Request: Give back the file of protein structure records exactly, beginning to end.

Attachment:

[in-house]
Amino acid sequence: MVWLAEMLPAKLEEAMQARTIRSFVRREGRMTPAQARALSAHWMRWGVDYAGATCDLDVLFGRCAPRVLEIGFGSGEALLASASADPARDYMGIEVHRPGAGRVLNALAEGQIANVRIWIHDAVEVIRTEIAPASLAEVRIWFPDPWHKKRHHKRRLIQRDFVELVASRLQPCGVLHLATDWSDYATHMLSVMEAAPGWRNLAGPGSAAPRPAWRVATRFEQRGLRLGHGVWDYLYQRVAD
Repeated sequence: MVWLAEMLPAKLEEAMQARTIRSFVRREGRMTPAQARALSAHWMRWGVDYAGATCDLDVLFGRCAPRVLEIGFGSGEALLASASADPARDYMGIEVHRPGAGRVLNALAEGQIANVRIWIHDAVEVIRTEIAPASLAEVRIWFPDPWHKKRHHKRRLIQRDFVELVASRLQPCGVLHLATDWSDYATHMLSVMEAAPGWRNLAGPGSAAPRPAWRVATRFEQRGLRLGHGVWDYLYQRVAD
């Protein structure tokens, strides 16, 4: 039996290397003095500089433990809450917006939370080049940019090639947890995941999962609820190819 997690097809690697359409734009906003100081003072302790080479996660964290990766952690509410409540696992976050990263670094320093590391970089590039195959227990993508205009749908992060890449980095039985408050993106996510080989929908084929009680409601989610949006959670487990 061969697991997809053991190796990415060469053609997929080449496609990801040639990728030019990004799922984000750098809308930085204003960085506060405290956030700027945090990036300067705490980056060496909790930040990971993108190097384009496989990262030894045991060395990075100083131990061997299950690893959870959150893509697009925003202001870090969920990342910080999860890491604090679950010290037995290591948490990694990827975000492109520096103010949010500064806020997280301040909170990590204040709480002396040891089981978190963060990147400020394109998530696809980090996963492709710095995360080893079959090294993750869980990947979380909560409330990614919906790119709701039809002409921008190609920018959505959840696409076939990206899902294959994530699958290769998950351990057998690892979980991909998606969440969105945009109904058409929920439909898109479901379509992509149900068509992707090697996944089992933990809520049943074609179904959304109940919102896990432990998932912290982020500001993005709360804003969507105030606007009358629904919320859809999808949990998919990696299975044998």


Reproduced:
[in-house]
Amino acid sequence: MVWLAEMLPAKLEEAMQARTIRSFVRREGRMTPAQARALSAHWMRWGVDYAGATCDLDVLFGRCAPRVLEIGFGSGEALLASASADPARDYMGIEVHRPGAGRVLNALAEGQIANVRIWIHDAVEVIRTEIAPASLAEVRIWFPDPWHKKRHHKRRLIQRDFVELVASRLQPCGVLHLATDWSDYATHMLSVMEAAPGWRNLAGPGSAAPRPAWRVATRFEQRGLRLGHGVWDYLYQRVAD
Repeated sequence: MVWLAEMLPAKLEEAMQARTIRSFVRREGRMTPAQARALSAHWMRWGVDYAGATCDLDVLFGRCAPRVLEIGFGSGEALLASASADPARDYMGIEVHRPGAGRVLNALAEGQIANVRIWIHDAVEVIRTEIAPASLAEVRIWFPDPWHKKRHHKRRLIQRDFVELVASRLQPCGVLHLATDWSDYATHMLSVMEAAPGWRNLAGPGSAAPRPAWRVATRFEQRGLRLGHGVWDYLYQRVAD
């Protein structure tokens, strides 16, 4: 039996290397003095500089433990809450917006939370080049940019090639947890995941999962609820190819 997690097809690697359409734009906003100081003072302790080479996660964290990766952690509410409540696992976050990263670094320093590391970089590039195959227990993508205009749908992060890449980095039985408050993106996510080989929908084929009680409601989610949006959670487990 061969697991997809053991190796990415060469053609997929080449496609990801040639990728030019990004799922984000750098809308930085204003960085506060405290956030700027945090990036300067705490980056060496909790930040990971993108190097384009496989990262030894045991060395990075100083131990061997299950690893959870959150893509697009925003202001870090969920990342910080999860890491604090679950010290037995290591948490990694990827975000492109520096103010949010500064806020997280301040909170990590204040709480002396040891089981978190963060990147400020394109998530696809980090996963492709710095995360080893079959090294993750869980990947979380909560409330990614919906790119709701039809002409921008190609920018959505959840696409076939990206899902294959994530699958290769998950351990057998690892979980991909998606969440969105945009109904058409929920439909898109479901379509992509149900068509992707090697996944089992933990809520049943074609179904959304109940919102896990432990998932912290982020500001993005709360804003969507105030606007009358629904919320859809999808949990998919990696299975044998």